San Manuel CEO talks about PokerStars partnership as Amaya stocks soar

The California legislative session is poised to reconvene on December 1st, after which a new bill to regulate online poker is expected to be introduced no later than the submission deadline of January 30, 2015. Enthusiasm is high that legislature will move forward with regulation next year, as was evident by last week’s joint venture between the San Manuel Band of Mission Indians and the PokerStars’ alliance, which includes the Morongo Tribe and California’s three largest card room operators. This week, San Manuel’s CEO spoke out on the new partnership while Amaya Gaming stocks continued to soar to new heights.

Amaya Gaming is the new owner of the Rational Group, which controls PokerStars and Full Tilt Poker. The Quebec-based games technology developer first appeared on the Canadian Stock Exchange (AYA – CNSX) in July of 2010 at a modest price of $1 per share. Reserved growth ensued as the company built upon its foundation with strategic acquisitions, but in the last few months alone, it has skyrocketed 235%, opening at 36.9 this morning. Much of that is attributed to the purchase of Rational Group in mid-June of this year, and the subsequent potential for PokerStars to finally reclaim a foothold in the US online poker market via New Jersey and/or California.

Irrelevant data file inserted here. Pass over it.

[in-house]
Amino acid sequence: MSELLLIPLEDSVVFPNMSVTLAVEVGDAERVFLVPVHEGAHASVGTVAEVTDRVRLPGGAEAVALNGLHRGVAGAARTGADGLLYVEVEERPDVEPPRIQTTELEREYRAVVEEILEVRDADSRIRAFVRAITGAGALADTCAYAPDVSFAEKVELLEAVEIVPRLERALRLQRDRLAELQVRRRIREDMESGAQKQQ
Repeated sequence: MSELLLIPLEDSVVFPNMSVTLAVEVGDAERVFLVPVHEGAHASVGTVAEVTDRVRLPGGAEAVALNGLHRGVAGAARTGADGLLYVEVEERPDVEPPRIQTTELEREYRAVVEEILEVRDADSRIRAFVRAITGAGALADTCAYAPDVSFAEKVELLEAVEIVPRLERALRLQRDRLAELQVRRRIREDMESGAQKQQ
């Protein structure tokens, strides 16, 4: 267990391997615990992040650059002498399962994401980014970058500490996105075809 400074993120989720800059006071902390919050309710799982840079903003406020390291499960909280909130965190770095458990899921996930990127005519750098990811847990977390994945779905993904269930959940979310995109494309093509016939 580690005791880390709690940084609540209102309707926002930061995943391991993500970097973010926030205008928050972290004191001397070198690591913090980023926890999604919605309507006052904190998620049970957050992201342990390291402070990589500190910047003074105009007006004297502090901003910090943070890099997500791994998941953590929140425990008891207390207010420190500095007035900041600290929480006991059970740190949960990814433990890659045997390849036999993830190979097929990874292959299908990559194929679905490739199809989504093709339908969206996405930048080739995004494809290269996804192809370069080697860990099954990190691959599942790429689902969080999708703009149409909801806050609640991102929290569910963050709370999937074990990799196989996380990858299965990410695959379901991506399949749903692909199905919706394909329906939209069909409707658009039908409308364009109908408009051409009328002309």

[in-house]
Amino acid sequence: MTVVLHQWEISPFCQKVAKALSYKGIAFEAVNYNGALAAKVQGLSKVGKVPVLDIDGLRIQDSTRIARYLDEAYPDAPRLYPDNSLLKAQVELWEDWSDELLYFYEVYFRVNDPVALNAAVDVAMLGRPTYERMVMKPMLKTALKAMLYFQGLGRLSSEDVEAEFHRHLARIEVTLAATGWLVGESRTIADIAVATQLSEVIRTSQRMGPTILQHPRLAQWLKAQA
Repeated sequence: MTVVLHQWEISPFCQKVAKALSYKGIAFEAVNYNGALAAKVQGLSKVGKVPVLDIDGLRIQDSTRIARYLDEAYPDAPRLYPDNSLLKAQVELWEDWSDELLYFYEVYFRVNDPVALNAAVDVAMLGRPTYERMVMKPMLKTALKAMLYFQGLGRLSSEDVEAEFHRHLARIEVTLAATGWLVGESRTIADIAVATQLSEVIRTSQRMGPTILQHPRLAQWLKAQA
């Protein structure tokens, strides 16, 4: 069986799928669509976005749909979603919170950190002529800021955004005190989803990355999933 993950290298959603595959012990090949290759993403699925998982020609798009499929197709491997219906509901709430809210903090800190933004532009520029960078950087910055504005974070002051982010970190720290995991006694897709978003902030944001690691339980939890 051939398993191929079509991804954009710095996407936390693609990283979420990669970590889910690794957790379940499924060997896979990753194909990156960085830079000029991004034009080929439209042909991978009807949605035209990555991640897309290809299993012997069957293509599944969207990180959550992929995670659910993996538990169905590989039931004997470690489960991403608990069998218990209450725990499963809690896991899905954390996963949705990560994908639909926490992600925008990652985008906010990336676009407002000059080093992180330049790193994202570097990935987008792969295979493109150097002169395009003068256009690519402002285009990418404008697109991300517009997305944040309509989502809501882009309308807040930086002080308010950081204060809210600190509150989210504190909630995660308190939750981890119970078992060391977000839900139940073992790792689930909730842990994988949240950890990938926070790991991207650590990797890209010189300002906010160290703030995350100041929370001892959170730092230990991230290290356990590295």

The prospective market in California could be enormous. Even as a ring-fenced online poker community, the 39 million population would have no problem supporting a vast online poker market, and that’s something the San Manuel tribe would surely prefer to tap into with PokerStars as a partner, rather than a rival.

In a sit-down with Chris Grove of OPR, Matthew Cullen, CEO of San Manuel, explained the tribe’s decision to flip sides, no longer supporting the dozen California tribes that oppose PokerStars’ latent operation in the state. San Manuel had previously aligned with a group that strongly advocated a California online poker bill with a bad actors clause aimed at preventing PokerStars from participating. But according to Cullen, just before signing a deal with another software developer over the summer, they “took a step back to reassess everything.”

As soon as San Manuel applied the brakes, “Amaya bought the largest platform in the world.” Cullen said that was the key factor in their decision to bat for the other team. “Amaya is a public company that values transparency,” explained Cullen, who went on to describe the Canadian company as one that strongly values and upholds strict regulatory standards, not just in their current markets, but in reference to California online poker as well.

Cullen commented that San Manuel is “quite optimistic” about the future of online poker in the state where its PokerStars alliance is concerned. If legislators pass an online poker bill that would allow PokerStars to apply for a license – much more likely with the resected Amaya group at the helm – the tribes of San Manuel and Mornogo, as well as the Bicycle Casino, Commerce Club and Hawaiian Gardens card rooms, would be poised to launch networked online poker sites in California via the immensely popular PokerStars platform.

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